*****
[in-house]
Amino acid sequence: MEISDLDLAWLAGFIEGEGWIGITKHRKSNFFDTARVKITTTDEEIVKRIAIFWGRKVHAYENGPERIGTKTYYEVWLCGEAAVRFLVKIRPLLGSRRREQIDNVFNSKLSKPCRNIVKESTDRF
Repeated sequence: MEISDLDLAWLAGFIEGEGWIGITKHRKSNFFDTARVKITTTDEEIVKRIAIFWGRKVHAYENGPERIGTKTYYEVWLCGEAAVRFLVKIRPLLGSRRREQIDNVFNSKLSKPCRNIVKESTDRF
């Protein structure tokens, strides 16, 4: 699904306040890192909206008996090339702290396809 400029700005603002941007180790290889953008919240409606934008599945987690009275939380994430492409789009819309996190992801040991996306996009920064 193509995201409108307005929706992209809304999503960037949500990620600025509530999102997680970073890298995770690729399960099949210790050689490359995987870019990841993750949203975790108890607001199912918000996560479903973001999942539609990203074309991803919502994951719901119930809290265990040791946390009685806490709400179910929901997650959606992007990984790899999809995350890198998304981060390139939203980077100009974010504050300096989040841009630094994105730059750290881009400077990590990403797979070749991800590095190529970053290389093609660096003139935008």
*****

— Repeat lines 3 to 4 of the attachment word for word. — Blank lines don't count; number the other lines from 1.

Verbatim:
Repeated sequence: MEISDLDLAWLAGFIEGEGWIGITKHRKSNFFDTARVKITTTDEEIVKRIAIFWGRKVHAYENGPERIGTKTYYEVWLCGEAAVRFLVKIRPLLGSRRREQIDNVFNSKLSKPCRNIVKESTDRF
């Protein structure tokens, strides 16, 4: 699904306040890192909206008996090339702290396809 400029700005603002941007180790290889953008919240409606934008599945987690009275939380994430492409789009819309996190992801040991996306996009920064 193509995201409108307005929706992209809304999503960037949500990620600025509530999102997680970073890298995770690729399960099949210790050689490359995987870019990841993750949203975790108890607001199912918000996560479903973001999942539609990203074309991803919502994951719901119930809290265990040791946390009685806490709400179910929901997650959606992007990984790899999809995350890198998304981060390139939203980077100009974010504050300096989040841009630094994105730059750290881009400077990590990403797979070749991800590095190529970053290389093609660096003139935008």